The interacting galaxies of Arp's 1966 catalogue of peculiar galaxies or Arp and Madore's 1987 catalogue of southern peculiar galaxies are convincingly, some of the most impressive objects in the sky, both from a scientific as well as an aesthetic point of view. Galaxy interactions cover a wide range of interaction strength, including minor disturbances due to relatively distant flybys or the presence of smaller companions, strong distortions (e.g. tidal bridges and tails) due to close encounters, larger systems cannibalizing smaller ones, or mergers of systems of similar mass. Interactions have also been implicated to explain the progression of activity in AGN, from the most distant energetic quasars, through radio galaxies and seyferts, to nearby systems with relatively little nuclear activity, i.e. AGN power was enhanced in the past when the galaxian environment was richer. That interactions are indeed taking place is firmly established, both from an observational as well as a theoretical point of view. What is less clear is the frequency with which these events are occurring now and in the past, whether interactions must be factored into a scheme of ``normal'' galaxy evolution, or indeed whether they might even be the dominant driver of evolution. Put another way, to what extent are galaxian properties governed by initial conditions (nature), and to what extent are they driven by environmental effects (nurture)?
A well-established observational effect related to the nature/nurture question is the morphology-density (M-D) relation. The M-D relation states that, both within and outside of clusters of galaxies, the fractional abundance of elliptical and S0 galaxies with respect to spirals increases with increasing space density of galaxies. Also, a giant cD galaxy is sometimes present at the dynamical center of some clusters. The M-D relation, in some form or other, has been known for at least a century (see Roberts and Haynes 1994), but has been quantified more recently over a wide range of density regimes by Dressler 1980 and by Postman and Geller 1984.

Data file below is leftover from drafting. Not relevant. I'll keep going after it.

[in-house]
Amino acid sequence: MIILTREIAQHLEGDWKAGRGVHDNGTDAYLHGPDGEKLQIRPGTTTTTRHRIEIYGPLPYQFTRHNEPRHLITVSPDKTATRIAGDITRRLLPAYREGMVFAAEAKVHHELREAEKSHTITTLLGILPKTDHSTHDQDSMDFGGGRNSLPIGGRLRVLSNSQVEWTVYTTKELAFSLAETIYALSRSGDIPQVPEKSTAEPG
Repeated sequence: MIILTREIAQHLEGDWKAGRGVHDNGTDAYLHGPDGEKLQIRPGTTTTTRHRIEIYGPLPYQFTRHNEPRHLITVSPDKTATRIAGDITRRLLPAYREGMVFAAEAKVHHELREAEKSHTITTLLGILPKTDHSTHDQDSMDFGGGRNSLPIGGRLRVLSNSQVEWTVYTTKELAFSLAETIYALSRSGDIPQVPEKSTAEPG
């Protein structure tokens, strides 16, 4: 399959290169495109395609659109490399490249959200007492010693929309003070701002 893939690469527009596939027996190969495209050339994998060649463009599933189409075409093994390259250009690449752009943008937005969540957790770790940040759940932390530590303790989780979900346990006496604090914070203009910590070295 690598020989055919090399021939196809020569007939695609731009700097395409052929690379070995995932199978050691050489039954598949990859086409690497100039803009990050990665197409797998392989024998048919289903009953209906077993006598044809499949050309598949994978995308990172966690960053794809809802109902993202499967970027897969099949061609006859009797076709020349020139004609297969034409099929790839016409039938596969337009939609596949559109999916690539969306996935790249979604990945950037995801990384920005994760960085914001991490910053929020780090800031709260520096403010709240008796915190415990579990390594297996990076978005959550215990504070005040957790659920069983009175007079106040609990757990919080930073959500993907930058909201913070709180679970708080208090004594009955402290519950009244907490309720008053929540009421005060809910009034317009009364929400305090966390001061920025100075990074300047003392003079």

Possible explanations for the M-D relation have been summarized by Whitmore 1990. ``Nature'' explanations include a) angular momentum in the protocloud, i.e. the higher angular momentum material in the outer parts of the cloud will have a slower rate of star formation and therefore form disk galaxies after the initial spheroidal component is formed towards the cluster center, and b) strength of the initial density enhancement, i.e. denser material towards the center of the protocluster would form stars at a faster rate during collapse, resulting in more elliptical galaxies towards the cluster center. The ``nurture'', possibilities include a) tidal ``shaking'', in which the internal distributions of galaxies passing through the higher density cluster core are shaken and rearranged resulting in an earlier type galaxy, b) tidal stripping, in which interactions induce stripping of the gas and stars which then fall towards the cluster center, possibly building up a central cD galaxy there, c) ram pressure stripping and gas evaporation, whereby galaxies passing near the center of a cluster are swept by the denser intracluster gas, quenching star formation and producing more S0s at the expense of normal spirals, d) merging of disk galaxies to form ellipticals in the cluster center or e) cannibalism by the central cD galaxy of the numerous galaxies around it. There are various nature/nurture hybrid models as well. The M-D example is presented, not so as to discuss the pros and cons of the various models, but to illustrate that various processes can lead to the same observational result. Unless we can identify specific signatures which can differentiate between these processes, the nature/nurture conundrum will continue to challenge us. For more discussion, see papers in Thuan et al. 1992.
5.2 Interaction-Driven Galaxy Formation
Some of the more interesting work in recent years has focused on environmental effects (nurture) in shaping the morphology of galaxies. In particular, it is becoming apparent that strong interactions and mergers can, in a sense, create galaxies, either by tidally tearing off pieces of the victim to form independent dwarf galaxies, or by tidally randomizing the stellar fields of two merging disk galaxies to create a giant elliptical.